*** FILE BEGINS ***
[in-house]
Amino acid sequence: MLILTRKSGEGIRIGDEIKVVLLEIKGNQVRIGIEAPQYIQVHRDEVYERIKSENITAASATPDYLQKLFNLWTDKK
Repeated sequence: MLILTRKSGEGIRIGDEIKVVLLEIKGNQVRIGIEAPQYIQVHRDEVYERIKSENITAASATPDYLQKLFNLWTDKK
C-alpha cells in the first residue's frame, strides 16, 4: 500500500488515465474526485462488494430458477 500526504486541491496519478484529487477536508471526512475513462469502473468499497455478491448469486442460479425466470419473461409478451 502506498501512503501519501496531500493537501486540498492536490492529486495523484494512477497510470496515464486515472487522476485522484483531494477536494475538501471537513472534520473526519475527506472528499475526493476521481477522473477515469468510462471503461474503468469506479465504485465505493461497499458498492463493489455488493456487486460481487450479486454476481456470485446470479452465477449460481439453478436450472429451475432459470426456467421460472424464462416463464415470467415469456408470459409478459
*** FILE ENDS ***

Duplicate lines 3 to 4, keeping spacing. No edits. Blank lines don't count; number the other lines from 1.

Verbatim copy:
Repeated sequence: MLILTRKSGEGIRIGDEIKVVLLEIKGNQVRIGIEAPQYIQVHRDEVYERIKSENITAASATPDYLQKLFNLWTDKK
C-alpha cells in the first residue's frame, strides 16, 4: 500500500488515465474526485462488494430458477 500526504486541491496519478484529487477536508471526512475513462469502473468499497455478491448469486442460479425466470419473461409478451 502506498501512503501519501496531500493537501486540498492536490492529486495523484494512477497510470496515464486515472487522476485522484483531494477536494475538501471537513472534520473526519475527506472528499475526493476521481477522473477515469468510462471503461474503468469506479465504485465505493461497499458498492463493489455488493456487486460481487450479486454476481456470485446470479452465477449460481439453478436450472429451475432459470426456467421460472424464462416463464415470467415469456408470459409478459